A new memorandum of understanding with developers of the Lantzville Foothills Estates is a “major coup” for the community, according to Mayor Jack de Jong.
The District of Lantzville has inked an MOU with Lone Tree Properties, the company behind the revival of a 730-hectare housing project. The document was made public Sept. 8 after council signed the water agreement with the City of Nanaimo, and is seen as a step forward for the multimillion-dollar development.
While the developer has said it’s found water on site, the terms of the MOU allow it to negotiate for up to 16 new connections annually to Nanaimo’s system in the event it can’t provide water to meet district standards.
A phased development agreement will put timelines on infrastructure, services and amenities and protect developers from approval reversals – a measure the company has considered critical.
In return, Lone Tree has agreed to build a 1.4-million-gallon reservoir, provide $6 million in additional infrastructure funding and dedicate 364 hectares of continuous park. It will also provide another 81 hectares in fee-simple land to the community, plus property for a new fire hall and public works yard.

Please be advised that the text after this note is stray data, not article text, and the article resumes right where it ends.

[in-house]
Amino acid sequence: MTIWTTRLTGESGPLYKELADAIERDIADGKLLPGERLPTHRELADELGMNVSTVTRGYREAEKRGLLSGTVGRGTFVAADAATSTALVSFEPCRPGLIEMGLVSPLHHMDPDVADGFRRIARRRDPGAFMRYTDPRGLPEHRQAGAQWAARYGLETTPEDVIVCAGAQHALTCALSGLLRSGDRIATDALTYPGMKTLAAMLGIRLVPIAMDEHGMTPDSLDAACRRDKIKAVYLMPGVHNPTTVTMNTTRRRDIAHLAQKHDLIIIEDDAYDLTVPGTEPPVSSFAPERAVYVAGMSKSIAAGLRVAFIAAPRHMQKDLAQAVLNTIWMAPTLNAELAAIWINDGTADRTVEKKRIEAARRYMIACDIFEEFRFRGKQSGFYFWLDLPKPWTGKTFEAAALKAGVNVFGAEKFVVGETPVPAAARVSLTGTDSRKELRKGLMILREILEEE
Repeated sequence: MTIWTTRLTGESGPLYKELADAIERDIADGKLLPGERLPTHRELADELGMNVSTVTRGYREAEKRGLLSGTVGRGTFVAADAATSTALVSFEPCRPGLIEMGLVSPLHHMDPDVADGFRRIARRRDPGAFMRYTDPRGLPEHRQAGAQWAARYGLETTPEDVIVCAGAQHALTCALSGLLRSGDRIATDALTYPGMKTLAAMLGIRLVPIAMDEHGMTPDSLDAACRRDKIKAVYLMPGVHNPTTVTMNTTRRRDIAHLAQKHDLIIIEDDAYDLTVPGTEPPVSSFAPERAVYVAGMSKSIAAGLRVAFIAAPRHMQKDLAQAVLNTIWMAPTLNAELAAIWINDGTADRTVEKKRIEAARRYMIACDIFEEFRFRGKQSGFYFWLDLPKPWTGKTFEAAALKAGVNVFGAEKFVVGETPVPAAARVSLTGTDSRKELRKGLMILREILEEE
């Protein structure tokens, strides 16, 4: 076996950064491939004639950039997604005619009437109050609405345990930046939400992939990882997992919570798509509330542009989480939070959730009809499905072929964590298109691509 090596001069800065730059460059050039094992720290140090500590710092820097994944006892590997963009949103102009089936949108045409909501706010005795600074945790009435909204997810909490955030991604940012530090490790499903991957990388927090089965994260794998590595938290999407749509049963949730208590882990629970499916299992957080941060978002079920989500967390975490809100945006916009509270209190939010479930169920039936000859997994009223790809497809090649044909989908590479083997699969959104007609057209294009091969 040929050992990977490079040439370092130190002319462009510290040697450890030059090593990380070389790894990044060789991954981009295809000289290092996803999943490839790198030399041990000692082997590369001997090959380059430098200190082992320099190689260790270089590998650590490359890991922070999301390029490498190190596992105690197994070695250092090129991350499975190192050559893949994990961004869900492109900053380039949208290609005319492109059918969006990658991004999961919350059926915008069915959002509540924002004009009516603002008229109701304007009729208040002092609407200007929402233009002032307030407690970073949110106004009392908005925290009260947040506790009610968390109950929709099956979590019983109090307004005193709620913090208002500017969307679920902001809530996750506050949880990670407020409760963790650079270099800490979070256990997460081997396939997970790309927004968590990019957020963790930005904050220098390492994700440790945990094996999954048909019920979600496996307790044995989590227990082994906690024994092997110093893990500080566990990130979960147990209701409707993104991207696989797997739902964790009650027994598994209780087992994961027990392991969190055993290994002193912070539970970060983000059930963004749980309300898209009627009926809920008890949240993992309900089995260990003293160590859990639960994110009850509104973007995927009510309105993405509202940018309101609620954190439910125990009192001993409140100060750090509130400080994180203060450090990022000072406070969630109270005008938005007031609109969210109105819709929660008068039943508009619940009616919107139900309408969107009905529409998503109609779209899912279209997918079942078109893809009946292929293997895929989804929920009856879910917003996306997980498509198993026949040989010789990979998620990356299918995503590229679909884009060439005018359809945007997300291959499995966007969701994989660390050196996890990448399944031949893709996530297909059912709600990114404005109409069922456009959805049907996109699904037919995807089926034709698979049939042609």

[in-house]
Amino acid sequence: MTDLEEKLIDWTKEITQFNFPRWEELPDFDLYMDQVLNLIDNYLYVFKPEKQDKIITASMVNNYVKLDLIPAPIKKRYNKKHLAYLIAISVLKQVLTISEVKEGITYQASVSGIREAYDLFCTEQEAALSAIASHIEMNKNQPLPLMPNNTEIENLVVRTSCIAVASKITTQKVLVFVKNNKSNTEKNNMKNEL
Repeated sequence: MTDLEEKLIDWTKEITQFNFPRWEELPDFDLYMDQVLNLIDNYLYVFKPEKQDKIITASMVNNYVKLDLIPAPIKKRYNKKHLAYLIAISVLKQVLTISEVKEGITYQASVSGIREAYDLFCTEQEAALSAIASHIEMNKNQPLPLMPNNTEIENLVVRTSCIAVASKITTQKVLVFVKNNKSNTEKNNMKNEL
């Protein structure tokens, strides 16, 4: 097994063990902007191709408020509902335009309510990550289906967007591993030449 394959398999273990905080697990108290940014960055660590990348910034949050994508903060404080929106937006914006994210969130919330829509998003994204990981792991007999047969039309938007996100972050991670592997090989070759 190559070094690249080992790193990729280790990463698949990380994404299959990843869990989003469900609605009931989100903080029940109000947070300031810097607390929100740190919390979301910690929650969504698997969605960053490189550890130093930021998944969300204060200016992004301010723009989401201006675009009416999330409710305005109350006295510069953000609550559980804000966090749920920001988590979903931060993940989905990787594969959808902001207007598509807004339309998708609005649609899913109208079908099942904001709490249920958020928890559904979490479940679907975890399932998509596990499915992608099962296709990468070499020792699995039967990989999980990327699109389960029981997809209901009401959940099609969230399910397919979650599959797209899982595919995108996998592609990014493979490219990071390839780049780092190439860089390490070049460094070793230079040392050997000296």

De Jong said he’s certain both parties are satisfied with the outcome, and called the land, amenities and financial benefits much better than previous proposals. The parkland, nearly equivalent to the size of Stanley Park, sets a model for negotiation with developers.
“Parkland can be obtained if a community is prepared to sacrifice some density and I think for the future of the Island this is important. We’ve got to conserve land,” he said.
The Lantzville Foothills Estates was proposed in 2004 but has run into obstacles, including foreclosure and the struggle to find adequate water.
Lone Tree became the sole owner of the property last December and announced that it believes it has found enough water to support the project.
The company’s chief executive officer, Allard Ockeloen, has urged politicians to reopen development agreement talks, and while he’spleased the district has come to an arrangement with the company, there’s also still a great deal of work that has to occur.
“It means that the district and … Lone Tree have come to an understanding as to how to move forward, but there’s still a public process ahead of us,” he said. “So it could mean everything or it could mean nothing.”
Council signed the MOU on Sept. 4. Lone Tree plans to host open houses to inform residents about the proposal and will resume water exploration this fall.